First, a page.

Protesters demanding action on climate change – from the Extinction Rebellion activists to the global school strikes movement – may have proved adept at grabbing news headlines recently, but their cause has a long way to go.
Concern about climate change is high up the political agenda in many countries – Green parties fared particularly well in the recent European Parliament elections, for example – but this is not yet being matched by changing habits on a global level, according to data released today by oil giant BP.
In its annual Statistical Review of World Energy – published for the 68th year – the company said global energy demand and carbon emissions from energy use both grew strongly in 2018. Global energy demand was up by 2.9%, almost double the 1.5% average over the past ten years, while carbon emissions grew by 2%, marking their fastest rise in seven years.
All in all, “the energy data for 2018 paint a worrying picture,” said BP’s chief economist Spencer Dale.
There are a number of factors which explain the rise in energy use, according to BP, including economic growth in China (the world’s biggest consumer of energy) and changing weather patterns. The report said there was an unusually large number of hot and cold days last year, creating extra demand for air conditioning and heating.
The use of renewable energy grew by 14.5% last year – faster than any other form of energy and close to its record-breaking rise in 2017 – but it still only accounted for around a third of the increase in total power generation, even though it is often now cheaper than conventional power sources.
In comparison, natural gas consumption was up by 5.3%, one of the strongest rises in demand for the fuel in the past 30 years. Oil consumption grew by 1.5%, while coal consumption increased 1.4%.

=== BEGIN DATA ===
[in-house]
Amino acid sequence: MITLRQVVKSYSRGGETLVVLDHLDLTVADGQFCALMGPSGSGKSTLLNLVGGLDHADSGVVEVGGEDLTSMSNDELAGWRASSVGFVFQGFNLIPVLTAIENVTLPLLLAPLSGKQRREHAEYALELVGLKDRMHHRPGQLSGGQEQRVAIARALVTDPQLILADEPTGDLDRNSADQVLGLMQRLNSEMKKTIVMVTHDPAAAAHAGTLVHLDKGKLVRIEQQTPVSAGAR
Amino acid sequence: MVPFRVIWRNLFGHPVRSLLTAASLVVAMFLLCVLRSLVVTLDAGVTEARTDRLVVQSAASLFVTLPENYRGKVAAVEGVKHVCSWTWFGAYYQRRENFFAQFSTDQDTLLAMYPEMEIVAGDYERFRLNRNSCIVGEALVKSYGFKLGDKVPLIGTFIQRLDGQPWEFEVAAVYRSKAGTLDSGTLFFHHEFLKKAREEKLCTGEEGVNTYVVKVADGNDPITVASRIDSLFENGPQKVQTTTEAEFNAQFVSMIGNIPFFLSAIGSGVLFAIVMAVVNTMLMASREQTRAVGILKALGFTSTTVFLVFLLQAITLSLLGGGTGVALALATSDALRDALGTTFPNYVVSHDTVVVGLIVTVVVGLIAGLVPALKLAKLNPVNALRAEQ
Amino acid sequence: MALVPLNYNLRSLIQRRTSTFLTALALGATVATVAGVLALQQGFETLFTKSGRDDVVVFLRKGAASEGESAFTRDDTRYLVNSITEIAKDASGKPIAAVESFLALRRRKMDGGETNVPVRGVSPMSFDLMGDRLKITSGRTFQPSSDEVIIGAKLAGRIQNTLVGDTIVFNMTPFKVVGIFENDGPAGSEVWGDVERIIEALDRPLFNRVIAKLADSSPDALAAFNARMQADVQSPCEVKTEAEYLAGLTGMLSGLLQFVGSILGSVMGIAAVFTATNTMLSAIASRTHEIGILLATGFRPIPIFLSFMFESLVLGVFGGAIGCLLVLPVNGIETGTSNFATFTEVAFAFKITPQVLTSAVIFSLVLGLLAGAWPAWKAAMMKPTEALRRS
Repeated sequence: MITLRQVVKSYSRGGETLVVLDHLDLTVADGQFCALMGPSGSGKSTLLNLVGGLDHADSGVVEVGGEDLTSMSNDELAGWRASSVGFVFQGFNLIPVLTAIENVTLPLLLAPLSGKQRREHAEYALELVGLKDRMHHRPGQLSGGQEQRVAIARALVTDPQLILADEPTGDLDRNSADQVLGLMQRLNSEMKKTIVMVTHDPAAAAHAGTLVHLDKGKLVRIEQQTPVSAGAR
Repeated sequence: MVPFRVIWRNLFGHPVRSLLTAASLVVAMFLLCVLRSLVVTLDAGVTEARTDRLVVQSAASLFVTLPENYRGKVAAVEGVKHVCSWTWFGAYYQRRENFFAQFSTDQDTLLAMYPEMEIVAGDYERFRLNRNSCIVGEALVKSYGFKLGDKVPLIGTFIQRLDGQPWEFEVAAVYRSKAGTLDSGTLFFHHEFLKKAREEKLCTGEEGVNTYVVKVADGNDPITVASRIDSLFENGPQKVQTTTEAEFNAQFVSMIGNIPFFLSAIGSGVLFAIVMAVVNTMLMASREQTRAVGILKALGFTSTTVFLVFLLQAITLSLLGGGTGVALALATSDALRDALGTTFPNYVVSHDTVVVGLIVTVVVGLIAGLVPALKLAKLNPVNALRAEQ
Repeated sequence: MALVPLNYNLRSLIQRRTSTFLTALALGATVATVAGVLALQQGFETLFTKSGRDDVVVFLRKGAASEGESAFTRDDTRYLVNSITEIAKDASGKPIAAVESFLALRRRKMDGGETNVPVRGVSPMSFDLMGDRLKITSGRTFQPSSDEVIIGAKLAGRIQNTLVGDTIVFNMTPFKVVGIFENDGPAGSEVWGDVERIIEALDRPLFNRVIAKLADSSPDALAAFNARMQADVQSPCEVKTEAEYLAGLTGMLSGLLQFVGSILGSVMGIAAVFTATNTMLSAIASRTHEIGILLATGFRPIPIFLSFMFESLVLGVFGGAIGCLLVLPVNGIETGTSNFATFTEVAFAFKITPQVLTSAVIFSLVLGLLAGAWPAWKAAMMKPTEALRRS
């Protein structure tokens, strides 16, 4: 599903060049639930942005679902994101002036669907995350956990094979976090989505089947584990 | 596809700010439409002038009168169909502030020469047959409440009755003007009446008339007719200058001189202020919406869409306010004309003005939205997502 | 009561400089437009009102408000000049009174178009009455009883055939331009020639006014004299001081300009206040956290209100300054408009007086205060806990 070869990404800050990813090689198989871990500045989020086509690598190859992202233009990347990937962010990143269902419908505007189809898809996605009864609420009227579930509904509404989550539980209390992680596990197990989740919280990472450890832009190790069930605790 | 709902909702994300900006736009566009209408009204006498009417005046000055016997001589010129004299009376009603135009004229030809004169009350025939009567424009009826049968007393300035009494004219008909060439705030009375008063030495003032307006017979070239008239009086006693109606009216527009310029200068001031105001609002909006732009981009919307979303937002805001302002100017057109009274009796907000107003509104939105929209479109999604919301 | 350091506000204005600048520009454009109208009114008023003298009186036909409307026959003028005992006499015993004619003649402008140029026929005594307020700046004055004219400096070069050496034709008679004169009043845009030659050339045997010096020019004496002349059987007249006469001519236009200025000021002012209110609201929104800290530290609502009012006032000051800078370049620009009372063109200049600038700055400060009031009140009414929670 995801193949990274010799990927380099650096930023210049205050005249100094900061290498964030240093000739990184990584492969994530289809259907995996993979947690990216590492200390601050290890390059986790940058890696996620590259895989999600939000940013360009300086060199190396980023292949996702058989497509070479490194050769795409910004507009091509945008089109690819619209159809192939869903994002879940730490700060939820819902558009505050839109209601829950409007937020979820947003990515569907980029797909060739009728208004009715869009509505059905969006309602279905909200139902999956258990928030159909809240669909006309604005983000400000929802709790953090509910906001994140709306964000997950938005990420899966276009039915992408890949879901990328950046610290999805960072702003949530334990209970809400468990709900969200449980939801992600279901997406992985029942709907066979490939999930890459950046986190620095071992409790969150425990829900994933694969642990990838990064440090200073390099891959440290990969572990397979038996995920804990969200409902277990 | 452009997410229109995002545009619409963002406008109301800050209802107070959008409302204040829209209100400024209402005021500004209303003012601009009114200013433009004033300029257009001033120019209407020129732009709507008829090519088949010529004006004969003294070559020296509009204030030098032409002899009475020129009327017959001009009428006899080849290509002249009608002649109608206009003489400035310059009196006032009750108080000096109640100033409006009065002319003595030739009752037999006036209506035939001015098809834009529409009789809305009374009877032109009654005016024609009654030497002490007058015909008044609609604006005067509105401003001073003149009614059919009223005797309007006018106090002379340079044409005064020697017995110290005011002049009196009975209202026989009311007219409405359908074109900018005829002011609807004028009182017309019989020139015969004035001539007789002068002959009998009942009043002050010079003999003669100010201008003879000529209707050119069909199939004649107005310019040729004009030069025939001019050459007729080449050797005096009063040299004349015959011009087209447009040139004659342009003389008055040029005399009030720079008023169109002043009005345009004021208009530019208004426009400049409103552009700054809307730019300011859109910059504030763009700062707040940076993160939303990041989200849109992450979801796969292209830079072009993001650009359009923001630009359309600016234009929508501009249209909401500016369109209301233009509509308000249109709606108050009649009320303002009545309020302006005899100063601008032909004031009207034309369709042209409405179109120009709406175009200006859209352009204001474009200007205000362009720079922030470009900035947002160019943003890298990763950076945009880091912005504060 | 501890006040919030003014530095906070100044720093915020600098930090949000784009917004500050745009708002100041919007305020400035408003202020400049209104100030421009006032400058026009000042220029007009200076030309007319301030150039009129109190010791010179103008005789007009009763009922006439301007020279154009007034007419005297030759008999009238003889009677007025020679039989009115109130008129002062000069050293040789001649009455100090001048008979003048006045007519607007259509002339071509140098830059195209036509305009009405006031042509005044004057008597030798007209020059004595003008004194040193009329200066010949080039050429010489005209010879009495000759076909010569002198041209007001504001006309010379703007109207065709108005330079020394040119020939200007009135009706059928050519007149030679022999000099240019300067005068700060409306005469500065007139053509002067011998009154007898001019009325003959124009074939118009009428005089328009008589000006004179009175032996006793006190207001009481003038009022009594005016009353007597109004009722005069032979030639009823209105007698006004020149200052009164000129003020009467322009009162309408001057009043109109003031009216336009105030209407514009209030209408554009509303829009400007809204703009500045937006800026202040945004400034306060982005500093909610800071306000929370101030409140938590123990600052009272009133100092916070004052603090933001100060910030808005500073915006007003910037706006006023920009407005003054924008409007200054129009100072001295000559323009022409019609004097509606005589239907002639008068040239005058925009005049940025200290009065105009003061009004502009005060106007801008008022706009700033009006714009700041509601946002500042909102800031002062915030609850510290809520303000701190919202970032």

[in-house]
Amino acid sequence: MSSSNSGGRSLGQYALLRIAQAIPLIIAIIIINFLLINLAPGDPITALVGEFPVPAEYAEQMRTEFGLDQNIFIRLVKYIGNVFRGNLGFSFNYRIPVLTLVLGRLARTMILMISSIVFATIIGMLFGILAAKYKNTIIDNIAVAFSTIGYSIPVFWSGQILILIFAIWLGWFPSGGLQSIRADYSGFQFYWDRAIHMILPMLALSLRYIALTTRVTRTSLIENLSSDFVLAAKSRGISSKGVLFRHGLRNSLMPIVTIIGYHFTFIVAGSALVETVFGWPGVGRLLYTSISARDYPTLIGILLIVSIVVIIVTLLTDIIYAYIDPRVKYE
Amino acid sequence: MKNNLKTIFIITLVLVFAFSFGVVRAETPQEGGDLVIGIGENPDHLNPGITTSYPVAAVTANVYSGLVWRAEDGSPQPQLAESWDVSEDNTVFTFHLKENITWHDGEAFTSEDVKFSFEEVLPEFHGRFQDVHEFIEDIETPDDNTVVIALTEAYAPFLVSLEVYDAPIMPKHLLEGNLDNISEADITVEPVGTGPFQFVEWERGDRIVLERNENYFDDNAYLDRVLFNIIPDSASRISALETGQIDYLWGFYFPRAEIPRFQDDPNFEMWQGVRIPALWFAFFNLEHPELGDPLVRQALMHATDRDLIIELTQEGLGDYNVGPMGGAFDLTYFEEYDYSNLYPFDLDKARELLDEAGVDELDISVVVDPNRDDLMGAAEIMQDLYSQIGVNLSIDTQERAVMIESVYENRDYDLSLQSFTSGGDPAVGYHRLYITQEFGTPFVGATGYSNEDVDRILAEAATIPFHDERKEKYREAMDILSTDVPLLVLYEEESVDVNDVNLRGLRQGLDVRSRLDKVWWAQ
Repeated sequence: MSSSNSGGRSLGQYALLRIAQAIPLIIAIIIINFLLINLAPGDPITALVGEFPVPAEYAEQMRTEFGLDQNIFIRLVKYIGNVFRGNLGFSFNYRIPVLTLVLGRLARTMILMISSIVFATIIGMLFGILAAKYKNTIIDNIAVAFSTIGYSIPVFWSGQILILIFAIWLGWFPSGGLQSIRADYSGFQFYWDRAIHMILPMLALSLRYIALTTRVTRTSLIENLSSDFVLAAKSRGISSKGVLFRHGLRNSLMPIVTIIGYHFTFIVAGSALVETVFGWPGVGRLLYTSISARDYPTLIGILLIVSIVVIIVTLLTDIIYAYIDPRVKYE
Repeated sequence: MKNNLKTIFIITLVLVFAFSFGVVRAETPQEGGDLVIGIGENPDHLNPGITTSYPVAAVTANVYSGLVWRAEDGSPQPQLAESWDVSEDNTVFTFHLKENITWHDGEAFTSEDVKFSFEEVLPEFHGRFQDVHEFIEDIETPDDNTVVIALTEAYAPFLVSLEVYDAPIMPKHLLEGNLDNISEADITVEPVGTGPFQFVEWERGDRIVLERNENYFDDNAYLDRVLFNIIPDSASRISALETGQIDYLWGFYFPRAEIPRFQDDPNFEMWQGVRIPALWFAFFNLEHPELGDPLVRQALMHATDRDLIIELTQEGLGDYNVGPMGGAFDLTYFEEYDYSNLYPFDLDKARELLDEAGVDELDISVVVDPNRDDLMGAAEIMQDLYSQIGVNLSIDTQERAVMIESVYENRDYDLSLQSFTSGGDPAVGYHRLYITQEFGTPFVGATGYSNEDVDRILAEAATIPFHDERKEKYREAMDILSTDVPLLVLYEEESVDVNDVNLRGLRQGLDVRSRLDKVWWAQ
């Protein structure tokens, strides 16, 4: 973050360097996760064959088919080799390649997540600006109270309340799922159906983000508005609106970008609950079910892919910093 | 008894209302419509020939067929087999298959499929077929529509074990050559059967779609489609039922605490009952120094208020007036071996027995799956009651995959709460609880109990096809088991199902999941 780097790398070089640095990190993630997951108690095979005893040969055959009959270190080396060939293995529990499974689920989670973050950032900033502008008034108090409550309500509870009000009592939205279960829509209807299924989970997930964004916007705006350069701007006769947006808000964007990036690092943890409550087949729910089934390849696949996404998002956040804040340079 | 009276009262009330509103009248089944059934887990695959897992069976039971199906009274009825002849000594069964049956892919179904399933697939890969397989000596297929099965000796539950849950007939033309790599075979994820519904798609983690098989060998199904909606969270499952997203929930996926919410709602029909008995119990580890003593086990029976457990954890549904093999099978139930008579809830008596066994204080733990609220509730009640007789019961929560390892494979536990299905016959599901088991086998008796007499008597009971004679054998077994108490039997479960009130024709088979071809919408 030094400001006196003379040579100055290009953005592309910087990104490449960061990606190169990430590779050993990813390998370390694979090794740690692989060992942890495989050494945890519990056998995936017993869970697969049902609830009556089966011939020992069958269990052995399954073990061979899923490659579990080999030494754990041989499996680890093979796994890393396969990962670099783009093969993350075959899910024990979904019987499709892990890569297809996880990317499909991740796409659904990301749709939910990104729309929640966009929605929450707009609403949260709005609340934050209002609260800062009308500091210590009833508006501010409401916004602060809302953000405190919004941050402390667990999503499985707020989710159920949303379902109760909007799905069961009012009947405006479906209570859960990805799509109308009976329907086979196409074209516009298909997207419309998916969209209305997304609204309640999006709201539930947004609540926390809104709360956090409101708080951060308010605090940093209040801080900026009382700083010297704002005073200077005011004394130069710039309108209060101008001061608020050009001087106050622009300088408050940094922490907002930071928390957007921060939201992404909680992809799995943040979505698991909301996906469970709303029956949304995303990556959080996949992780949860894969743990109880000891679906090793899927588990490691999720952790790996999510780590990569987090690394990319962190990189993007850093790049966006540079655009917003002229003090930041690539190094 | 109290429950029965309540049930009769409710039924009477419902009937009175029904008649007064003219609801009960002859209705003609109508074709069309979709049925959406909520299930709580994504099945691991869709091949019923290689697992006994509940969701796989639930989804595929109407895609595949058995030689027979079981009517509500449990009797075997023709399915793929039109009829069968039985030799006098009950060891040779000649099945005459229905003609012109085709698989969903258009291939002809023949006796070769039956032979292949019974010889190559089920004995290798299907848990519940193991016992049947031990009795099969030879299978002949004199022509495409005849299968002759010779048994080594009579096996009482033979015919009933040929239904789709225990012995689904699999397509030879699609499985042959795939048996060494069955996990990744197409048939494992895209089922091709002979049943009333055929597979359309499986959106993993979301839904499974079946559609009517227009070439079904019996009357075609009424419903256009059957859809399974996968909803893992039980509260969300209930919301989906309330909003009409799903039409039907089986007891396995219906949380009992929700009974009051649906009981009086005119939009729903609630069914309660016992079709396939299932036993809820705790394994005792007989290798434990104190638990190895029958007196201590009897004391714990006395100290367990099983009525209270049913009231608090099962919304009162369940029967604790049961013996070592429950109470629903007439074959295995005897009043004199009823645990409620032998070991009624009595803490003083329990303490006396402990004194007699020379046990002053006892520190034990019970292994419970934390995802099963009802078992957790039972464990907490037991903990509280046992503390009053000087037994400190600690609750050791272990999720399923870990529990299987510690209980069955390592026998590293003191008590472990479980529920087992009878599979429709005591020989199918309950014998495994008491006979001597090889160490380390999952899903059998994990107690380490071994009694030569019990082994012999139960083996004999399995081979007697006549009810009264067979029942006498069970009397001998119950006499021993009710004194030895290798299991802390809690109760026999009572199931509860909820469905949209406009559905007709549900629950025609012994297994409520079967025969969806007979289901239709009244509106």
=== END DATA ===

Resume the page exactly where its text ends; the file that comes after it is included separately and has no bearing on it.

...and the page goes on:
Globally, oil remains the most important fuel, accounting for 33.6% of total energy consumption last year. It is followed by coal (27.2%), natural gas (23.9%), renewables and hydropower (10.8%) and nuclear (4.4%)
The rise in output of carbon fuels was led by the U.S., which posted the largest ever annual increases by any country in both oil and natural gas production last year, most of it coming from onshore shale.
The U.S. was also one of the three big markets when it came to increasing demand for energy, alongside China and India. Together these three countries accounted for more than two-thirds of the global increase in energy demand last year.
However, on a per capita basis their energy use is still easily outpaced by some of the world’s smallest and richest countries. Qataris are the most energy-hungry people in the world, using 750 Gigajoules (GJ) of energy in 2018, followed by Iceland (696 GJ), Singapore (633 GJ) and the UAE (492 GJ). The world average is just 76 GJ.
All this leaves plenty of headaches for policymakers around the world. BP may be a big contributor to global oil and gas use, but it has at least acknowledged that there is a problem which needs to be fixed if climate change issues are to be properly addressed.
“The world is on an unsustainable path,” said BP chief executive Bob Dudley, introducing the report on June 11. “The longer carbon emissions continue to rise, the harder and more costly will be the eventual adjustment to net-zero carbon emissions.”